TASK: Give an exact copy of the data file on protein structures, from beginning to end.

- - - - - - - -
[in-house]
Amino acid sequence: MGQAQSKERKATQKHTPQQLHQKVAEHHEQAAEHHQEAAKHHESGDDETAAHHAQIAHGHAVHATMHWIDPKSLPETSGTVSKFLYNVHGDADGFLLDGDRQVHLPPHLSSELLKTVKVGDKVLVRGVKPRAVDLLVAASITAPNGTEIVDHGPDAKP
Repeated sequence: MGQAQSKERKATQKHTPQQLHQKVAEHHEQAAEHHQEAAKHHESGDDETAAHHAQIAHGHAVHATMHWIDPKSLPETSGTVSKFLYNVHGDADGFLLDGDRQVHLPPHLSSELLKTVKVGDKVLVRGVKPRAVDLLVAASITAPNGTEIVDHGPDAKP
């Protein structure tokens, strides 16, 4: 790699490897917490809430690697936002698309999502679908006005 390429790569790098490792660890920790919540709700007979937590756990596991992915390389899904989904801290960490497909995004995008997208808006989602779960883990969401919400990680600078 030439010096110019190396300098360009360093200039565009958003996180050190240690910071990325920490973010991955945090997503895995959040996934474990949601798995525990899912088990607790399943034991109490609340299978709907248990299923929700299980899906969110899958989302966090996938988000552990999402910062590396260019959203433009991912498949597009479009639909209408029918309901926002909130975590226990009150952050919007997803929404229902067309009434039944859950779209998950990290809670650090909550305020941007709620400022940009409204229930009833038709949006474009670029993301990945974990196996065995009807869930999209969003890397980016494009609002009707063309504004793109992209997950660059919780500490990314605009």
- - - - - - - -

[in-house]
Amino acid sequence: MGQAQSKERKATQKHTPQQLHQKVAEHHEQAAEHHQEAAKHHESGDDETAAHHAQIAHGHAVHATMHWIDPKSLPETSGTVSKFLYNVHGDADGFLLDGDRQVHLPPHLSSELLKTVKVGDKVLVRGVKPRAVDLLVAASITAPNGTEIVDHGPDAKP
Repeated sequence: MGQAQSKERKATQKHTPQQLHQKVAEHHEQAAEHHQEAAKHHESGDDETAAHHAQIAHGHAVHATMHWIDPKSLPETSGTVSKFLYNVHGDADGFLLDGDRQVHLPPHLSSELLKTVKVGDKVLVRGVKPRAVDLLVAASITAPNGTEIVDHGPDAKP
């Protein structure tokens, strides 16, 4: 790699490897917490809430690697936002698309999502679908006005 390429790569790098490792660890920790919540709700007979937590756990596991992915390389899904989904801290960490497909995004995008997208808006989602779960883990969401919400990680600078 030439010096110019190396300098360009360093200039565009958003996180050190240690910071990325920490973010991955945090997503895995959040996934474990949601798995525990899912088990607790399943034991109490609340299978709907248990299923929700299980899906969110899958989302966090996938988000552990999402910062590396260019959203433009991912498949597009479009639909209408029918309901926002909130975590226990009150952050919007997803929404229902067309009434039944859950779209998950990290809670650090909550305020941007709620400022940009409204229930009833038709949006474009670029993301990945974990196996065995009807869930999209969003890397980016494009609002009707063309504004793109992209997950660059919780500490990314605009």